As you hear these parables, I wonder with whom or what you identify? Are you the shepherd seeking, or the woman sweeping? Do you presume you are the one who cares so much that you leave everything and seek the one, or so anxious to find the precious lost object that you work without rest until you have found it?

Are you the sheep lost and frightened, or the coin lying silent among the straw in the darkened recesses of a Palestinian house? Who we identify with affects the way we understand this parable. Jesus teaching suggests no accusation or judgement upon the lost one. The parables describe the searcher who places a high value on the lost one, and above all want it restored to the unity and fellowship of the others. When we are alienated from family or community it is easy to begin to feel of little worth, yet in God’s strange economy the lost one is of greater value than the 99. Remember that song – "The streets of London" The sense of low self worth is a dreadful reality for many homeless –homelessness follows a succession of blows to self esteem – Unemployment - redundancy", "being let go", or the sack; anyone who has written job applications only to have every one rejected knows how devastating that can be. Or alienation or estrangement from a community following marriage failure - whether you initiated it or not. It was among people in such a state of mind that Jesus sat down and honoured by sharing a meal. It was to such that he conferred again the sense of personal value and self worth they ceased to hold. To us, in our moments of self doubt, Jesus seeks us out through the Holy Spirit, or the intervention of a Christian sister or brother and reassures us that we are OK, that we are of value, that we matter.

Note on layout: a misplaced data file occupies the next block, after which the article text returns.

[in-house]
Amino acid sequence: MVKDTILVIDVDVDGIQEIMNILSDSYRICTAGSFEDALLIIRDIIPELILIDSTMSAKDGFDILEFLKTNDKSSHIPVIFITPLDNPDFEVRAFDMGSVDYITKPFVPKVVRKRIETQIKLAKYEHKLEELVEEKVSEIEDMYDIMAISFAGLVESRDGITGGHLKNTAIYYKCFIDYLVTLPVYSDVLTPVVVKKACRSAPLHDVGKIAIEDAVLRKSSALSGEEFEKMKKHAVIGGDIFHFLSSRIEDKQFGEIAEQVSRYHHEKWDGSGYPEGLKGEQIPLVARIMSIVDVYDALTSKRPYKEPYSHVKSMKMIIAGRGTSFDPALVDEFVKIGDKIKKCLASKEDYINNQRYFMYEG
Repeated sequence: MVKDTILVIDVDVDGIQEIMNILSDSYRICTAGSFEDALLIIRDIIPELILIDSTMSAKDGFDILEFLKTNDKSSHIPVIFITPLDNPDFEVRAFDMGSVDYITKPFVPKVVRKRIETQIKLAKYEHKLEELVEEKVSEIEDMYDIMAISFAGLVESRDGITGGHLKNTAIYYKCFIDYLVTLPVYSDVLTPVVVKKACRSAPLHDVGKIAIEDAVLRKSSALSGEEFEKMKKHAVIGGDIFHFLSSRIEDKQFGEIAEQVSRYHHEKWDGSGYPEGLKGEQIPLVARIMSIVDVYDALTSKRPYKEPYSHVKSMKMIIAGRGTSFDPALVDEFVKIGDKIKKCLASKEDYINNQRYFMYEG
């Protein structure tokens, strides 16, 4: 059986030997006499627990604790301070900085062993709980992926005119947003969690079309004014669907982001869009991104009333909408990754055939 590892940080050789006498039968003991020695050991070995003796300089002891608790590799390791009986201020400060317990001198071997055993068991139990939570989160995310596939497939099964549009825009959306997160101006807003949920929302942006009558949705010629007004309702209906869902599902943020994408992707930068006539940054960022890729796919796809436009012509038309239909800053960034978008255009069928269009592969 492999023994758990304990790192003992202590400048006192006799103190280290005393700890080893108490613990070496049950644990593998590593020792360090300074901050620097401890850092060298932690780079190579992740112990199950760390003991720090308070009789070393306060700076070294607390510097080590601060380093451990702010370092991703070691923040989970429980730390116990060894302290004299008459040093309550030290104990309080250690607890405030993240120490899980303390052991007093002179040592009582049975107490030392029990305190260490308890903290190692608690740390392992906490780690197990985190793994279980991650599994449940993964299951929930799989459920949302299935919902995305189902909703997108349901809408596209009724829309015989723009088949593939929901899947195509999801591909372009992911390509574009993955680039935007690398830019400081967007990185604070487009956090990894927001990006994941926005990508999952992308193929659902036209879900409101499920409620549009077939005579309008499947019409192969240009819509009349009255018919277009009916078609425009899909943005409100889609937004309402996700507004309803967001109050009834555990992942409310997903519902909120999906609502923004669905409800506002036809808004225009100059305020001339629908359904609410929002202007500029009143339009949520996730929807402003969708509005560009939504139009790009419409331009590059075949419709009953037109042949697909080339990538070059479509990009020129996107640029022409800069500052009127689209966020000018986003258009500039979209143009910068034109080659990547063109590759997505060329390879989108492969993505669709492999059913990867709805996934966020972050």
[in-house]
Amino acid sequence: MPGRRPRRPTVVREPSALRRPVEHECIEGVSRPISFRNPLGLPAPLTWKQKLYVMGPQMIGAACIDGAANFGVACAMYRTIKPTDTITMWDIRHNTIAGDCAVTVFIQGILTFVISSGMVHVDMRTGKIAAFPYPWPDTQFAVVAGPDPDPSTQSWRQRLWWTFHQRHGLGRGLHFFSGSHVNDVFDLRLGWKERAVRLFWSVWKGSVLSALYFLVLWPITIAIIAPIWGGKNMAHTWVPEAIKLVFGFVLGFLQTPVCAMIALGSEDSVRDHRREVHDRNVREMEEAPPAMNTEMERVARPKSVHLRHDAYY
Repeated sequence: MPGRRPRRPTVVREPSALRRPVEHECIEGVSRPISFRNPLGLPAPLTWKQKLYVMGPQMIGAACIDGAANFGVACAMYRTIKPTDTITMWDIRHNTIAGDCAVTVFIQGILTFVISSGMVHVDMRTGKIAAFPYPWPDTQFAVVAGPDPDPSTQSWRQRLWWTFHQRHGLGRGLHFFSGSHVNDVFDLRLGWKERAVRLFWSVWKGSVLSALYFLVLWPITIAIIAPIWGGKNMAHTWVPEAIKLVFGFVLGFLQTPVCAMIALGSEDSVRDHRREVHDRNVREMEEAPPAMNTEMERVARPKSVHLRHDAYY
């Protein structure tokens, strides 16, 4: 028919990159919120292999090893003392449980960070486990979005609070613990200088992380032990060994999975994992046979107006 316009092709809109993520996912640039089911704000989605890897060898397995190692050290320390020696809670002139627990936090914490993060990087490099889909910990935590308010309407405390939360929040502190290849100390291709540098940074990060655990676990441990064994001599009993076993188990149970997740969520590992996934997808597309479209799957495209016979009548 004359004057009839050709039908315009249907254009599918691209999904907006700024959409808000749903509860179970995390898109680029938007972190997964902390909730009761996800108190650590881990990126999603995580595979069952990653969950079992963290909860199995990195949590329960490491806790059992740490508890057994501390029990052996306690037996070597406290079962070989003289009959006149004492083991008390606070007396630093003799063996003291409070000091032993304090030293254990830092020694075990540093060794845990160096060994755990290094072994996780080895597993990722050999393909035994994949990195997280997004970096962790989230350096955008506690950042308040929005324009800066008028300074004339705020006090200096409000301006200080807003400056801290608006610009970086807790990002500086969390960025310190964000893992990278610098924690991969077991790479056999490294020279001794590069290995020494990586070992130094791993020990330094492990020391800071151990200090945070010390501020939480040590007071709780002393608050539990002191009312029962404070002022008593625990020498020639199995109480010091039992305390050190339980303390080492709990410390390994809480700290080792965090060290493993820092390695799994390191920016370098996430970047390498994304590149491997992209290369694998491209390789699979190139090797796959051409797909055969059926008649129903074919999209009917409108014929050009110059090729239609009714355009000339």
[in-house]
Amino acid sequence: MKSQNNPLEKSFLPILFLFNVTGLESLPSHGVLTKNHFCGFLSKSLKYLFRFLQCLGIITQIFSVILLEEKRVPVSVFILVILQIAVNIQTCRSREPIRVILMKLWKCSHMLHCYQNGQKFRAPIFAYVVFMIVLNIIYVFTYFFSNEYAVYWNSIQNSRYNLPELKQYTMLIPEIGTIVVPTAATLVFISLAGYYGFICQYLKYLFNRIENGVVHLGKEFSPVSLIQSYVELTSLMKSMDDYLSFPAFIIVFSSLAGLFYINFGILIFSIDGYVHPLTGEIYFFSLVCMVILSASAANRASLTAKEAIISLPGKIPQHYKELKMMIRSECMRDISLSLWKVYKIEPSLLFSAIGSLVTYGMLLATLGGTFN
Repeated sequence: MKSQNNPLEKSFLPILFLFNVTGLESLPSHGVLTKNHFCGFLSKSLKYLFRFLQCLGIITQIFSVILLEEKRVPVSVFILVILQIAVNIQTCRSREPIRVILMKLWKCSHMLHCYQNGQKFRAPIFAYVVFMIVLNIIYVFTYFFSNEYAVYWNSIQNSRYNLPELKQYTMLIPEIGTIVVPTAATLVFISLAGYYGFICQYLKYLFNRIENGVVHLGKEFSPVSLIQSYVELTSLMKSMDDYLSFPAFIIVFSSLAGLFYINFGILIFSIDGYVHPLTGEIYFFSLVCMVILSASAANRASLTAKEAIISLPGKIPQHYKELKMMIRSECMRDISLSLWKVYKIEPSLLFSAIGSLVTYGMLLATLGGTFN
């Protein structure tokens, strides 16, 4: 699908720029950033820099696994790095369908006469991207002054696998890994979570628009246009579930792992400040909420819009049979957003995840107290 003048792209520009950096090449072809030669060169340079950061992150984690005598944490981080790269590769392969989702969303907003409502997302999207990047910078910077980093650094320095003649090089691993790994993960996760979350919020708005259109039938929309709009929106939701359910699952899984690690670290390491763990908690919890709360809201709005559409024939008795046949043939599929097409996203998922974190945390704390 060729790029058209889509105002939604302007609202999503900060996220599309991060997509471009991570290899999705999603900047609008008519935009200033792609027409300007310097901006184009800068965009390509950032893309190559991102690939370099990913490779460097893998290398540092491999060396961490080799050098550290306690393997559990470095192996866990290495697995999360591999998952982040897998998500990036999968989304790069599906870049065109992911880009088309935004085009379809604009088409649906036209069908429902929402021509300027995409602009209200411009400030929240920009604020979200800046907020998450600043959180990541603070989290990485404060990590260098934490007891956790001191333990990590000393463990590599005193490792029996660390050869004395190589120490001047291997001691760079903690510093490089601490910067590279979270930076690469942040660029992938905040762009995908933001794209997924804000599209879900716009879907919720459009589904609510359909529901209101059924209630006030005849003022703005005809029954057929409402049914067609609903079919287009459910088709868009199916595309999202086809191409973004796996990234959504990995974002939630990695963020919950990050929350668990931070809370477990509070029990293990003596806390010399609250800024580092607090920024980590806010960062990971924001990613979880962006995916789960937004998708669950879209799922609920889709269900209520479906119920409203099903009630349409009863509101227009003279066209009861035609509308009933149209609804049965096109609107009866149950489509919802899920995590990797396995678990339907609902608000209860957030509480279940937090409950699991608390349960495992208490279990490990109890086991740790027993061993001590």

There is also the aspect of being pursued and searched for by God. It is sobering and humbling to think that God cares for us so much that we would be the one for whom he seeks, no matter how low or dispirited we may feel. If the idea that Jesus tells us that God’s care is so great he will seek us out is uncomfortable, then sit with that discomfort and marvel the new perspective of God that Jesus reveals.

There are two responses we are invited to make. The first is to simply accept this unusual dimension of the love of God for us. The second is to respond to such gracious, undeserved love with penitence and a commitment to God in all things. At this, Jesus tells us, there will be an outpouring of joy, as would be seen when a much loved but lost friend was found after a search.

These parables were told in response to an accusation that Jesus receives sinners and eats with them. They tell us that the love of God excludes no person, but desires their return to community, actively seeks them out, and rejoices at their return and their new self awareness and penitence. This we are asked to reflect upon, and to gratefully accept. Amen.

© Rev. Robert McUtchen, 2010